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November 3, 1975

Nightmares and Hobbyhorses: Swift, Sterne, and Augustan Ideas of Madness

Author Affiliations

American Medical Association Chicago

JAMA. 1975;234(5):540. doi:10.1001/jama.1975.03260180080036

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In a somewhat uneven but nevertheless stimulating fashion, the author concerns himself with "madness," melancholy, and insanity and their relations to literature and culture of the early 18th century. The criteria of madness and the theories of mental disorder during this period are abundantly discussed, with major attention devoted to Swift and Sterne, together with many minor figures. There are numerous comments on philosophers and physicians, especially Locke and Willis, Descartes and Hobbs, Sydenham, Charleton, Cheyne, and a liberal sprinkling of lesser figures. This is definitely not a history of 18th century medical psychology, nor of medical history, nor yet of literature, but a combination that will illuminate all of them and integrate the study of literature into the cultural milieu—the "age of reason" and the "scientific revolution."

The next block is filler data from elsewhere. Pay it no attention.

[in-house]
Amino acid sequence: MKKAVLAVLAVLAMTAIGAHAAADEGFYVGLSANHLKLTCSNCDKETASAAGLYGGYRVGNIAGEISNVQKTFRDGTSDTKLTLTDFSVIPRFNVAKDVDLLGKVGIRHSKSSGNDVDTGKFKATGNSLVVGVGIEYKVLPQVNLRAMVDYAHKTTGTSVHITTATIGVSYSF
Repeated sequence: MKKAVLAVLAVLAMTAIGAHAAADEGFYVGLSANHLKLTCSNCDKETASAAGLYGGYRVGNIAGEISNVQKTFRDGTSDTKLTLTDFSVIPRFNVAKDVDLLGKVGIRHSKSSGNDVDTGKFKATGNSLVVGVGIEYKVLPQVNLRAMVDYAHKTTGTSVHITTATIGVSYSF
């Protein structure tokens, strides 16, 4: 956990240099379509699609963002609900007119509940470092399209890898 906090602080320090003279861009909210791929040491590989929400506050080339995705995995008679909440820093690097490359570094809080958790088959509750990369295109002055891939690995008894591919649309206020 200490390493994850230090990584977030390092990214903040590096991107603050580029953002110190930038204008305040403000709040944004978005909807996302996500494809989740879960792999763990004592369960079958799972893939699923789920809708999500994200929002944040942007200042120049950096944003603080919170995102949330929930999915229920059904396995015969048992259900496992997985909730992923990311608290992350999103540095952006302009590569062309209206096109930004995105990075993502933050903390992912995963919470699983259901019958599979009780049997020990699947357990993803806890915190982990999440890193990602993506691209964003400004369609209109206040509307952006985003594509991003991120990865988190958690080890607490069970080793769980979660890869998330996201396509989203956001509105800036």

The first chapter, discussing abnormal psychology in England, is an overview of both medical and literary ideas and serves to set the